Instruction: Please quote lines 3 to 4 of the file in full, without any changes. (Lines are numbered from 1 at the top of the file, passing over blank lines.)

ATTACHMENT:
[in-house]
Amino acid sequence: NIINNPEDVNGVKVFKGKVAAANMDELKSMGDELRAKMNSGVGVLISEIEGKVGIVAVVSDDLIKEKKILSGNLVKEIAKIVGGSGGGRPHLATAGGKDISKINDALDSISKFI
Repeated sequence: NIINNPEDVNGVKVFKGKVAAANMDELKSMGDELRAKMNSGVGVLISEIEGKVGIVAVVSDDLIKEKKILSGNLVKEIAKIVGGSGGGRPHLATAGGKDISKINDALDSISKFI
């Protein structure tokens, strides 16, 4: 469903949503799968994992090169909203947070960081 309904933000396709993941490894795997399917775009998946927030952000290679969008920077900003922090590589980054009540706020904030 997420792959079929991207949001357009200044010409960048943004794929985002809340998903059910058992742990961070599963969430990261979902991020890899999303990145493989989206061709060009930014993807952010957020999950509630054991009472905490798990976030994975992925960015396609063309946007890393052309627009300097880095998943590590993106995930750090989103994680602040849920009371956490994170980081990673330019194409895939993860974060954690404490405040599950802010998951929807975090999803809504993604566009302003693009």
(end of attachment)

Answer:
Repeated sequence: NIINNPEDVNGVKVFKGKVAAANMDELKSMGDELRAKMNSGVGVLISEIEGKVGIVAVVSDDLIKEKKILSGNLVKEIAKIVGGSGGGRPHLATAGGKDISKINDALDSISKFI
């Protein structure tokens, strides 16, 4: 469903949503799968994992090169909203947070960081 309904933000396709993941490894795997399917775009998946927030952000290679969008920077900003922090590589980054009540706020904030 997420792959079929991207949001357009200044010409960048943004794929985002809340998903059910058992742990961070599963969430990261979902991020890899999303990145493989989206061709060009930014993807952010957020999950509630054991009472905490798990976030994975992925960015396609063309946007890393052309627009300097880095998943590590993106995930750090989103994680602040849920009371956490994170980081990673330019194409895939993860974060954690404490405040599950802010998951929807975090999803809504993604566009302003693009």